I certainly do not know the specific decisions that led Apple to decide to enter the portable navigation market or the potential acquisitions that they might have considered before they committed to their present course of action. From my perspective, the acquisitions that Apple did conclude, were not significant and did not position them adequately for the challenge they are facing.
It is commonly the case today that mapping databases and navigation are considered the realm of software engineers. The usual approach is “take this data from here, do a spatial transform, slice it, project it, conflate it with this data here, add some satellite imagery, conflate again, add a routing algorithm and voila, you have a perfectly functioning navigation system.” Well, you may have a perfectly functioning planar graph, but you will not have a perfectly functioning navigation system.
It appears to me that Apple may not have the experience to understand, or perhaps appreciate, the issues related to spatial data quality and may not have noticed that map data, like some agricultural produce, generally has a short shelf-life. In my blog on Apple, I asked the question, “…do these people known anything about maps?” The question applied both to Apple, as well as the reviewers who were already celebrating the company’s accomplishments in the world of mapping.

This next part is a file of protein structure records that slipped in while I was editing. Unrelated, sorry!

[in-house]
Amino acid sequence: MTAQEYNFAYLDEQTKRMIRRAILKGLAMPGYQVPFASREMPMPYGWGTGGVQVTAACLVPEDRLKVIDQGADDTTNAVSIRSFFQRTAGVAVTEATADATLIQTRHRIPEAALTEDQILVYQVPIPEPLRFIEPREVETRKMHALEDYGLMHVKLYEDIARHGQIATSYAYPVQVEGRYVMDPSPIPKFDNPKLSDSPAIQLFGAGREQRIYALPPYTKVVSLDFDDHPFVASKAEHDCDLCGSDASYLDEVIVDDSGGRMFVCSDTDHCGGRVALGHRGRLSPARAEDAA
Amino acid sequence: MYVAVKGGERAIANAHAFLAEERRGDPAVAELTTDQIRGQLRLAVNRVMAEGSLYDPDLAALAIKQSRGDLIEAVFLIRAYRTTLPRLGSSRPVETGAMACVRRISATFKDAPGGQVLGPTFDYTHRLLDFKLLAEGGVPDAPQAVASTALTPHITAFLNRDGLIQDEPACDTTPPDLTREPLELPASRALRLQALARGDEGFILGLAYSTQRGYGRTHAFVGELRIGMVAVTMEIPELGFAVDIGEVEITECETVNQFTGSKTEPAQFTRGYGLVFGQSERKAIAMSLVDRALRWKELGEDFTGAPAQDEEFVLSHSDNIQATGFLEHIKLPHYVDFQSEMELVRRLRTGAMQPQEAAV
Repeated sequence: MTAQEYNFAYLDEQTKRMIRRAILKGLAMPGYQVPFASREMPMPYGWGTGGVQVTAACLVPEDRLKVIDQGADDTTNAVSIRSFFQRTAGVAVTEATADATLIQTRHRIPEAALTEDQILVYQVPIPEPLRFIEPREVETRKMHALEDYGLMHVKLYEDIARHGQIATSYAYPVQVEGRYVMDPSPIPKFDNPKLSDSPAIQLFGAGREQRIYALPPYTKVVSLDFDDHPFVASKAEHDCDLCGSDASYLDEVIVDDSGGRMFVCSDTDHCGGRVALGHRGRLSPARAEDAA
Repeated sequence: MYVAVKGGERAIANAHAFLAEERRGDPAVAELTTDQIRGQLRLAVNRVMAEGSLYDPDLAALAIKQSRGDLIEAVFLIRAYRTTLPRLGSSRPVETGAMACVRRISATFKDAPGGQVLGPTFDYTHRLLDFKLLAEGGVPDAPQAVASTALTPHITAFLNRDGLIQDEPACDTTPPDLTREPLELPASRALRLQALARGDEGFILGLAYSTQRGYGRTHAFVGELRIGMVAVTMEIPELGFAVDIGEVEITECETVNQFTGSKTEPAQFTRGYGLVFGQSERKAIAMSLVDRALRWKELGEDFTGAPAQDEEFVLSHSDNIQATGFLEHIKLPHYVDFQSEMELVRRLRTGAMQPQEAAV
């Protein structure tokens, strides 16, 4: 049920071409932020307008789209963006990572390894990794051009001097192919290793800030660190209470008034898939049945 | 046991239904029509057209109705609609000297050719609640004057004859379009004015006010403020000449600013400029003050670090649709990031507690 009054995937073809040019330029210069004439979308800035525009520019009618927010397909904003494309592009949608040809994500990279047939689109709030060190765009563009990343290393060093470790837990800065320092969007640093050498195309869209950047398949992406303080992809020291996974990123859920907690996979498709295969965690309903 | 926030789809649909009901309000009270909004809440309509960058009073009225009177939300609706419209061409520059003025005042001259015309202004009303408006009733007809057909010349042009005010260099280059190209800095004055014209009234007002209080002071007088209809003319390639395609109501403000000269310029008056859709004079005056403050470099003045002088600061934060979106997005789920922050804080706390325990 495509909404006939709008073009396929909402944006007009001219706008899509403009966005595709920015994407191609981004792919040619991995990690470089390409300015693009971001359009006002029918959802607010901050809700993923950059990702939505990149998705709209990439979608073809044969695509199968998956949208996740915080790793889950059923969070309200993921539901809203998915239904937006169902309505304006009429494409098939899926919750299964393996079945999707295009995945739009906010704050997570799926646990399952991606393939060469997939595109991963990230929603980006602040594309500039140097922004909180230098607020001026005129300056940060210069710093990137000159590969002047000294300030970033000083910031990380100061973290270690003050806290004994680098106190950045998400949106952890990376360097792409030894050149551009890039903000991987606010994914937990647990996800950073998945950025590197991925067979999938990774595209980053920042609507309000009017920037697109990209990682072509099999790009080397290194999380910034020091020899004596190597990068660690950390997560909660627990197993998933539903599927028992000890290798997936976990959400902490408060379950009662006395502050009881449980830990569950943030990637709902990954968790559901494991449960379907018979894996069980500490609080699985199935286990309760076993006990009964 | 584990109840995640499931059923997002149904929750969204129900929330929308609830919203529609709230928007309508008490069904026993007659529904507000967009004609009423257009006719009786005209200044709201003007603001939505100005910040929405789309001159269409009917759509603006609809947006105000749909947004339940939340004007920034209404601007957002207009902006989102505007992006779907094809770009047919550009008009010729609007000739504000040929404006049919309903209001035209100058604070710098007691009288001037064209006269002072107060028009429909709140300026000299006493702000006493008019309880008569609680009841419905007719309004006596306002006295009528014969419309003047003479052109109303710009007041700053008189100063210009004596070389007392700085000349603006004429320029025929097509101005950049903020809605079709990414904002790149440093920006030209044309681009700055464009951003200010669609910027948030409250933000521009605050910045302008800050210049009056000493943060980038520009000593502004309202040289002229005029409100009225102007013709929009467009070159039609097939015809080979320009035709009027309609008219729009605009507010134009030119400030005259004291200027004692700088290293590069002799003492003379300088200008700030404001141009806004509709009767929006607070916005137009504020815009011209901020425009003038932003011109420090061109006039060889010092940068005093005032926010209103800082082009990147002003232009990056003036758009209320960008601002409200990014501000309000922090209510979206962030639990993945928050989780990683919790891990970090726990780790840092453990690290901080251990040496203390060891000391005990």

Let’s ask a set of questions that might be helpful to Apple. Does Apple have a Chief Cartographer? Does Apple have a Cartographic Advisory Board? Who is helping them address the myriad problems they will experience with data quality and data integration? If I were in a position of influence at Apple, I would have gathered the best and the brightest stars to help the company build the best application ever and provision it with the best map and attribute data that could be produced.
While I am not saying that Apple has failed to gather some very bright people, I am less certain that they have assembled the topical advisors that could help them make a difference in mapping and navigation and this is one of the first things I would have arranged. However, maybe they have done this and maybe their code of secrecy is so strong that I have not heard about it, although I doubt it.